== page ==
Manchester United v Liverpool: A chance to boost confidence

ADAM ROBERTSON discusses the significance of this Sunday’s FA Cup game against Manchester United at Old Trafford, and why Klopp must field a strong line up.

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After Liverpool’s dismal showing against Burnley on Thursday night, they are offered a shot at redemption immediately when they once again take on Manchester United in the FA Cup on Sunday afternoon.

Since the beginning of Klopp’s reign, it would be a hard task to find a Red’s fan overly angry about the German’s record in England’s most famous cup competition. Generally, whilst frustrating on the night, Liverpool fans in recent times have been quick to move on, returning to the old adage that you simply cannot win everything and that there were other competitions which demanded priority.

For arguably the first time in his tenure on Merseyside though, the first two fixtures of an FA Cup campaign have taken on greater significance; offering the chance to boost confidence in the midst of a poor run of form.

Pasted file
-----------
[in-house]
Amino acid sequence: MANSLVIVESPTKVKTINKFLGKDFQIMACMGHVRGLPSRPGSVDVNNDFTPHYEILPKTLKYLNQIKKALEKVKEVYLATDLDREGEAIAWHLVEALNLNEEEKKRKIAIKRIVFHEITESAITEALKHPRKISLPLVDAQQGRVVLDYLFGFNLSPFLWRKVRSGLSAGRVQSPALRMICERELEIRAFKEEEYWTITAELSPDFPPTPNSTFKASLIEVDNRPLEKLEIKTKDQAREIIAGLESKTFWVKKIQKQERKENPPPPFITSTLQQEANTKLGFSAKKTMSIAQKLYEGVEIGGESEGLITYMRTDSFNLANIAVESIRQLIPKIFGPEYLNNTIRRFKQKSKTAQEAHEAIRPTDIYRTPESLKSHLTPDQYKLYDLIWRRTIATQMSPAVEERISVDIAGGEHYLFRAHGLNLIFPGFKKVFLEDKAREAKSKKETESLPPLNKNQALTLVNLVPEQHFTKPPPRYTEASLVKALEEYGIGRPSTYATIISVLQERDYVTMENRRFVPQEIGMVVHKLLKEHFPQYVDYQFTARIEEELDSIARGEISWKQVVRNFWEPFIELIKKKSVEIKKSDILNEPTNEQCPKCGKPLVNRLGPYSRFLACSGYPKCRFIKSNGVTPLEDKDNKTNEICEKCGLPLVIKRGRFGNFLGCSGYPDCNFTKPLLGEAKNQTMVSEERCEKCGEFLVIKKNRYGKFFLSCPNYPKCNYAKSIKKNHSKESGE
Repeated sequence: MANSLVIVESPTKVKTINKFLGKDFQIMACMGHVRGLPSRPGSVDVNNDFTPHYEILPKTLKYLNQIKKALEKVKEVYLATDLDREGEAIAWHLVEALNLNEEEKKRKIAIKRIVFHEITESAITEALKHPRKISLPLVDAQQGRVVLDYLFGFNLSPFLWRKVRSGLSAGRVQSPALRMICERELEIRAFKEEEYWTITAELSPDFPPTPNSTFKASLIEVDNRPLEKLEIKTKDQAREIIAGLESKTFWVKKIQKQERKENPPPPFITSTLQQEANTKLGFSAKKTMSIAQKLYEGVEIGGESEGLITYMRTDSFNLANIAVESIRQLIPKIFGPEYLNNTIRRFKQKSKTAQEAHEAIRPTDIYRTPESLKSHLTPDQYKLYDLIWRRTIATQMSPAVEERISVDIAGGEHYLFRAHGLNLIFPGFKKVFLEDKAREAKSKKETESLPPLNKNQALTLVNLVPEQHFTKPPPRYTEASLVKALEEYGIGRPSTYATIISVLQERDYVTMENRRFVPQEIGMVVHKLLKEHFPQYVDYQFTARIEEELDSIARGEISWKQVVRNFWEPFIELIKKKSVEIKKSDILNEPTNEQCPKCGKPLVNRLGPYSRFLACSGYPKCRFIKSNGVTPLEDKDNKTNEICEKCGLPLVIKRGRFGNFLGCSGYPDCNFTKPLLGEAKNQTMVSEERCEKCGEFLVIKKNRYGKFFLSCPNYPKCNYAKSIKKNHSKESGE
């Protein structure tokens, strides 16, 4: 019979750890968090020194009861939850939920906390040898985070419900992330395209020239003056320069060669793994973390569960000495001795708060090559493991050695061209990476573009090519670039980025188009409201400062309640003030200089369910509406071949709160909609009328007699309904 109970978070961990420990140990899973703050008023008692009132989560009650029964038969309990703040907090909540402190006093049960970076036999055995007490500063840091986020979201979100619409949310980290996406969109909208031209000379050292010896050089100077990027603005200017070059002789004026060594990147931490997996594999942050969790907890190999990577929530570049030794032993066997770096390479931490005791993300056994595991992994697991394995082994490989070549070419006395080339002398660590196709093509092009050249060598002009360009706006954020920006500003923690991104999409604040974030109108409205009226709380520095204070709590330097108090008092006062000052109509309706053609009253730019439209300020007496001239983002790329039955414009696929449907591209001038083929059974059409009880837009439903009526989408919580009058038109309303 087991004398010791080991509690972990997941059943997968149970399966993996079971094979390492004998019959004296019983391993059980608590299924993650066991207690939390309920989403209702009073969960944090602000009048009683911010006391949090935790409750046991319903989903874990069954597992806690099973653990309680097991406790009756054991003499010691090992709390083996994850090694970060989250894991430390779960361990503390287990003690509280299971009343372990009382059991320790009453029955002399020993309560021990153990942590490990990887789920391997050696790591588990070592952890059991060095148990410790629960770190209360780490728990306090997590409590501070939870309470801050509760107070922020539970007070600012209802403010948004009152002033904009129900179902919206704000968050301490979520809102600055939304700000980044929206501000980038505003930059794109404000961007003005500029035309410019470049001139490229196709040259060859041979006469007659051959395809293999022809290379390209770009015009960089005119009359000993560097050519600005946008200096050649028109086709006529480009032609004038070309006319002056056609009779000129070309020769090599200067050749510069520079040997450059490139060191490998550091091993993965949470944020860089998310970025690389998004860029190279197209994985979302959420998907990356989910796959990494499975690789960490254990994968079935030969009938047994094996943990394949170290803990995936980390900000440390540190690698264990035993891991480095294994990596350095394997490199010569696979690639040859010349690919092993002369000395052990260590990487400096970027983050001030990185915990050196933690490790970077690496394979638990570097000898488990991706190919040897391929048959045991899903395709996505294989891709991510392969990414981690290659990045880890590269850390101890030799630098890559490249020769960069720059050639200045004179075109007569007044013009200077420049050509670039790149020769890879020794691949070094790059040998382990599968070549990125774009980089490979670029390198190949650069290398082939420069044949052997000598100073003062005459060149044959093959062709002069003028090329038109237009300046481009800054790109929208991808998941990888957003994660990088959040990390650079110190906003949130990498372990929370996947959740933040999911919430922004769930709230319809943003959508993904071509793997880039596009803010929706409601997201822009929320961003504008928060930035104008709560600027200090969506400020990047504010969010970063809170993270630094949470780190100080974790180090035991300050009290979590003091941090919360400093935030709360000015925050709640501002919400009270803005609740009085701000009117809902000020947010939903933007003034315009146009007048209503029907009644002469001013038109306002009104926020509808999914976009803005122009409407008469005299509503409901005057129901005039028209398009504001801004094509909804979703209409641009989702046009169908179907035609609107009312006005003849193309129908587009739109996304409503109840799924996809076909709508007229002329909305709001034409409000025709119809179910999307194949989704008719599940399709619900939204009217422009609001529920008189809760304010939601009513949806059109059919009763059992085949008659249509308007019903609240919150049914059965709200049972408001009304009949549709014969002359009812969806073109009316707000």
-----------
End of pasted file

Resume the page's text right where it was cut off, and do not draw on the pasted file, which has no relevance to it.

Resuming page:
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Here, I’ll be looking at what line-up Klopp might opt for and if there is anything his side can learn from the fairly dull 0-0 affair just last Sunday.

Line-up: Go strong or save the players for Spurs?

Klopp’s approach to cup competitions is a well debated topic. Despite constant accusations of fielding weak sides, it’s worth looking back to Virgil van Dijk’s debut against Everton in the same competition. That was a side which consisted of the Dutchman himself, Robertson, Firmino as well as Sadio Mane.

Knowing that they were facing their biggest rivals, regardless of the competition, the German fielded a strong side aware that derby victories are to be savoured in any circumstance. That being said, Klopp would then field one of Liverpool’s youngest sides the following year with the average age only boosted by the likes of James Milner, Adrián and Adam Lallana.

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Those victories are probably the only two savoured FA Cup games during the German’s time as manager. Not only because of who they were against but for the inaugural goals of Virgil Van Dijk and Curtis Jones at the age of just 18.

Given the poor run of form, it would be good to see Klopp go with a similar side as he did for the team’s exit from the cup last year. Sadly, the tricky away fixture came during Liverpool’s only off period in an otherwise perfect season but the selection was right. The manager opted for three of his usual back four, Fabinho in the holding role and Sadio Mane as part of his attacking trio.

There will of course be rotation and given Liverpool’s dramatic dip in form in the league, Klopp will likely want the players at their sharpest for the fixture away to Spurs this coming Thursday. Kostas Tsimikas will likely come in as will young Neco Williams given the form of Trent Alexander-Arnold.